The intention (motivation) of Oedipus in Oedipus Rex.
Oedipus Rex, also known as Oedipus the King, is one of the most ironic plays ever written. Sophocles, the author, is a famous philosopher of the ancient times. The Play is about Oedipus, the king of Thebes, who unwittingly killed his father and married his mother. An oracle warned Laius, the king of Thebes prior to Oedipus, that his son would slay him. Accordingly, when his wife, Jocasta, bore a son, he exposed the baby on Mt. Cithaeron, first pinning his ankles together (hence the name Oedipus, meaning Swell-Foot). A shepherd took pity on the infant, who was adopted by King Polybus of Corinth and his wife and was brought up as their son. In early manhood Oedipus visited Delphi and upon learning that he was fated to kill his father and marry his mother, he resolved never to return to Corinth. Travelling toward Thebes, he encountered Laius, who provoked a quarrel in which Oedipus killed him. .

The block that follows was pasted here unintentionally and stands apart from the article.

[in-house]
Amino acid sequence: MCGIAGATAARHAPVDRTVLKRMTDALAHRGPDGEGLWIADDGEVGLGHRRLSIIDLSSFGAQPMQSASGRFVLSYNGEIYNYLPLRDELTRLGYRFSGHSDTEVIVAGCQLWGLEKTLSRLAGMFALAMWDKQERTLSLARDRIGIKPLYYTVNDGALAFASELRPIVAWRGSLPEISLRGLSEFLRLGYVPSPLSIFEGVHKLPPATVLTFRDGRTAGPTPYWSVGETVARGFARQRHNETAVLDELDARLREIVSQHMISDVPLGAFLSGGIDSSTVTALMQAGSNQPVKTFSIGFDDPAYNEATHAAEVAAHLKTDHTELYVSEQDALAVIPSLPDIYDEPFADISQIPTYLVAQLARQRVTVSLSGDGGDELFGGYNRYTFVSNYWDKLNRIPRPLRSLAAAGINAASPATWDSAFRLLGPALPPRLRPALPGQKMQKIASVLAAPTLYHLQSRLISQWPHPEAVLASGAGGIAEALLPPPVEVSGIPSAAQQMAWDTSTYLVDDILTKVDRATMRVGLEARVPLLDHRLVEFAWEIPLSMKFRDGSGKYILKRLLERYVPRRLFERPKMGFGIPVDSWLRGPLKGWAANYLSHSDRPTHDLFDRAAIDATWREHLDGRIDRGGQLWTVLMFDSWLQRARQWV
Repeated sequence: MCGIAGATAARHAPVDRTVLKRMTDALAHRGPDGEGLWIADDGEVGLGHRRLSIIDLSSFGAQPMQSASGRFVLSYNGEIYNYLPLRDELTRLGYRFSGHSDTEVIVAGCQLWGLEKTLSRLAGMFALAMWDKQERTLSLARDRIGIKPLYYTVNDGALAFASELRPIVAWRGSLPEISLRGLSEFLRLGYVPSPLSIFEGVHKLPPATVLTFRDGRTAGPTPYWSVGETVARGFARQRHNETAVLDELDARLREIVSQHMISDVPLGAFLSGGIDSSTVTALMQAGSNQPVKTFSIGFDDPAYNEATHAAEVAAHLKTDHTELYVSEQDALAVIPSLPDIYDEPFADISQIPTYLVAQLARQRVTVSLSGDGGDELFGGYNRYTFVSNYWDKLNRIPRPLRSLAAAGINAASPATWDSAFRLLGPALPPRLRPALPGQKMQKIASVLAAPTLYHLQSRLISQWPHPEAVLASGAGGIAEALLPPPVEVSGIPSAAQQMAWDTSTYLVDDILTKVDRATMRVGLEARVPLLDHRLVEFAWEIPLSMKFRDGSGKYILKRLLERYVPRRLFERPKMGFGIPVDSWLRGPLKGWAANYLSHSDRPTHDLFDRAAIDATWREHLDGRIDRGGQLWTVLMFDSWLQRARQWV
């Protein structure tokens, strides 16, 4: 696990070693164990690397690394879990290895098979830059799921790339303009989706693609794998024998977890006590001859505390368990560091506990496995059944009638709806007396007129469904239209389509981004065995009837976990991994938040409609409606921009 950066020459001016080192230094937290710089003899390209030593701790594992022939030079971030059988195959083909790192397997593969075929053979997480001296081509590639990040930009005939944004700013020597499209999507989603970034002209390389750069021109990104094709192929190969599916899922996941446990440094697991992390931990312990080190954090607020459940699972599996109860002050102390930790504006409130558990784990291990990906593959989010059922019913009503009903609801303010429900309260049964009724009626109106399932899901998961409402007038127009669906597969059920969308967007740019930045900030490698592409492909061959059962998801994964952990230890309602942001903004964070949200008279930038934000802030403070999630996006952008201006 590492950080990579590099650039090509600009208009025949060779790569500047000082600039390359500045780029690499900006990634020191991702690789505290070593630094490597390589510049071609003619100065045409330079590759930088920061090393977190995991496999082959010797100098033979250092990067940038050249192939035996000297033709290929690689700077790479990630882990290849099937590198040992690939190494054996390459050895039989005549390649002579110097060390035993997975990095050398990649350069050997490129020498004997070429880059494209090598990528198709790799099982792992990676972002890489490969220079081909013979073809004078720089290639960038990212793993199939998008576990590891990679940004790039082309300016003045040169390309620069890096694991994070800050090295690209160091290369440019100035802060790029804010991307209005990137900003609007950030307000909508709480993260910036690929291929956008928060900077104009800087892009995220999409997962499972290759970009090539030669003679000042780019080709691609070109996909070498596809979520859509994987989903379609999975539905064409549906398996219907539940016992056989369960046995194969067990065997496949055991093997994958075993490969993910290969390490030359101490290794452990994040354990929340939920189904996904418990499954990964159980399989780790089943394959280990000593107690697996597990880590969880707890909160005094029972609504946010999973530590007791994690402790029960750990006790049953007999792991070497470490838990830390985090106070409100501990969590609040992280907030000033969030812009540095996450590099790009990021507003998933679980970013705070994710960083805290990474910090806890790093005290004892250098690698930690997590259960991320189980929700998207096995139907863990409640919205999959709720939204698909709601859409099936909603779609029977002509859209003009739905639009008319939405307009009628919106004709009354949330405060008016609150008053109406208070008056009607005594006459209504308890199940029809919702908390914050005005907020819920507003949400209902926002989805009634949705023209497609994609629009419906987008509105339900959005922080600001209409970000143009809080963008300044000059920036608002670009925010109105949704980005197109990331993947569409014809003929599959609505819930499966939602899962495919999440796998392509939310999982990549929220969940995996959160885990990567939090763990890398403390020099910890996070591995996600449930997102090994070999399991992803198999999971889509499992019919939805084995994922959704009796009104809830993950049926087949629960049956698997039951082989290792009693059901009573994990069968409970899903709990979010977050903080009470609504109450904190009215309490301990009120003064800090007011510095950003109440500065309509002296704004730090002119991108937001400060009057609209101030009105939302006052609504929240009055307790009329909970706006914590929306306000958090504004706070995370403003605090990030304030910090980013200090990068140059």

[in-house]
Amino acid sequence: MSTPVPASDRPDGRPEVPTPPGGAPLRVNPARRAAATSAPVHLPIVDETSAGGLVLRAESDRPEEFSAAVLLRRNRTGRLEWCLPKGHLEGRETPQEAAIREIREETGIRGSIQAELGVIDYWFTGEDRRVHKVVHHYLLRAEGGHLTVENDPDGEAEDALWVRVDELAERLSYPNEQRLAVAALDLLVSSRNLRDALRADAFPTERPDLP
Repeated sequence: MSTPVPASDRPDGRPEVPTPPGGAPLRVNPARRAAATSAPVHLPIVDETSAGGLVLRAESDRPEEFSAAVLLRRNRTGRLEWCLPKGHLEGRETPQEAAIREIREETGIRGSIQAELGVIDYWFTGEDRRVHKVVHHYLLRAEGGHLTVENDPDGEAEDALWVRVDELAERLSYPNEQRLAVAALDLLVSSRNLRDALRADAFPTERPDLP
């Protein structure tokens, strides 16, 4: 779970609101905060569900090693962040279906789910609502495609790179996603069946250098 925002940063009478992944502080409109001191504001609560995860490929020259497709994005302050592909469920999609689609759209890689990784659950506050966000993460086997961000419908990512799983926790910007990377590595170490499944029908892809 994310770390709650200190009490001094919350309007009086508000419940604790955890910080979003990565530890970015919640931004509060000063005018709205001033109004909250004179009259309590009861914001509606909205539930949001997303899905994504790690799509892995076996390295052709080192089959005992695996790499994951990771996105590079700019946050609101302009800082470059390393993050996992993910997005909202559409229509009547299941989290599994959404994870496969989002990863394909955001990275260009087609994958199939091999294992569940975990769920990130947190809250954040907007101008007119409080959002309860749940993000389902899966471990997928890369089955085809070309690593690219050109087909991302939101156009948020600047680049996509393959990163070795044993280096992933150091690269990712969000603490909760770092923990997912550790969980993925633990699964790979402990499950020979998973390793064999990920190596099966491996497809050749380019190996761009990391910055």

Continuing on his way, Oedipus found Thebes plagued by the Sphinx, who put a riddle to all passersby and destroyed those who could not answer. Oedipus solved the riddle, and the Sphinx killed herself. In reward, he received the throne of Thebes and the hand of the widowed queen, his mother, Jocasta. They had four children: Eteocles, Polyneices, Antigone, and Ismene. Later, when the truth became known, Jocasta committed suicide, and Oedipus, after blinding himself, went into exile, leaving his brother-in-law Creon as regent. The central theme in this work is that one cannot control his/her fate, whether the intentions are good or bad. Oedipus, the main character in this play is motivated to find the truth, and his intentions are good. The motivation is always followed by the intentions, just as the truth is followed by goodness. There are three critical parts to Oedipus's motivation. There is the prophecy, the realization, and the revelation.